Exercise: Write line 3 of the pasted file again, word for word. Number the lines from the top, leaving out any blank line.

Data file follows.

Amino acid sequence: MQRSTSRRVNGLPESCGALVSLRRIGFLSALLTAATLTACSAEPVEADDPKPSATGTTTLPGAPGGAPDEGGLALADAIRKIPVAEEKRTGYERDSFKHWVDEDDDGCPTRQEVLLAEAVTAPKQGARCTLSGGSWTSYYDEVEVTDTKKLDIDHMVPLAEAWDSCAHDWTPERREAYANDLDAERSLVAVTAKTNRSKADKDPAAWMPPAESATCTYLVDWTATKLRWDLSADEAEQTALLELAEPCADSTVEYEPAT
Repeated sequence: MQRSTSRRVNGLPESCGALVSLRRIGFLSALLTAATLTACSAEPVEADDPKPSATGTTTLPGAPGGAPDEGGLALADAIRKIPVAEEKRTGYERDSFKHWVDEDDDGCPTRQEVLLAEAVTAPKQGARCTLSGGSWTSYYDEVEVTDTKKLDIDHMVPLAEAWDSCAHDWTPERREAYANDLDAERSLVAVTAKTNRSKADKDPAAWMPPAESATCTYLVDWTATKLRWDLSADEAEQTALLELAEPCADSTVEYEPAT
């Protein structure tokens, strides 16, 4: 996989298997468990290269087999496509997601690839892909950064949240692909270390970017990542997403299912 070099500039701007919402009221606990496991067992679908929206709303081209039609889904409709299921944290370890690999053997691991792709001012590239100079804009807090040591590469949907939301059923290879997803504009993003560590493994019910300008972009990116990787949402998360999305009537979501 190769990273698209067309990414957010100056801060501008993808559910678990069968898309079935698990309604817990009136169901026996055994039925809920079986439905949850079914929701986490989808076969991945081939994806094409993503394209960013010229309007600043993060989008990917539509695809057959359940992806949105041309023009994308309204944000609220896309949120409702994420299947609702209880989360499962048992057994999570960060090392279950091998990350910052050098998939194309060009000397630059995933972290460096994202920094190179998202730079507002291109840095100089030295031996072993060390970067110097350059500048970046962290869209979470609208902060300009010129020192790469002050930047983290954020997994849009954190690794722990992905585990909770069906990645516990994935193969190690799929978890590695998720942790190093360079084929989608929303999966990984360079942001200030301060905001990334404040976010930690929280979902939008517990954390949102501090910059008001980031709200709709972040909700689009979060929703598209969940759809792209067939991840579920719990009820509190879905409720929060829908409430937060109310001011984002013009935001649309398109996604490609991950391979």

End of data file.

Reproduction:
């Protein structure tokens, strides 16, 4: 996989298997468990290269087999496509997601690839892909950064949240692909270390970017990542997403299912 070099500039701007919402009221606990496991067992679908929206709303081209039609889904409709299921944290370890690999053997691991792709001012590239100079804009807090040591590469949907939301059923290879997803504009993003560590493994019910300008972009990116990787949402998360999305009537979501 190769990273698209067309990414957010100056801060501008993808559910678990069968898309079935698990309604817990009136169901026996055994039925809920079986439905949850079914929701986490989808076969991945081939994806094409993503394209960013010229309007600043993060989008990917539509695809057959359940992806949105041309023009994308309204944000609220896309949120409702994420299947609702209880989360499962048992057994999570960060090392279950091998990350910052050098998939194309060009000397630059995933972290460096994202920094190179998202730079507002291109840095100089030295031996072993060390970067110097350059500048970046962290869209979470609208902060300009010129020192790469002050930047983290954020997994849009954190690794722990992905585990909770069906990645516990994935193969190690799929978890590695998720942790190093360079084929989608929303999966990984360079942001200030301060905001990334404040976010930690929280979902939008517990954390949102501090910059008001980031709200709709972040909700689009979060929703598209969940759809792209067939991840579920719990009820509190879905409720929060829908409430937060109310001011984002013009935001649309398109996604490609991950391979």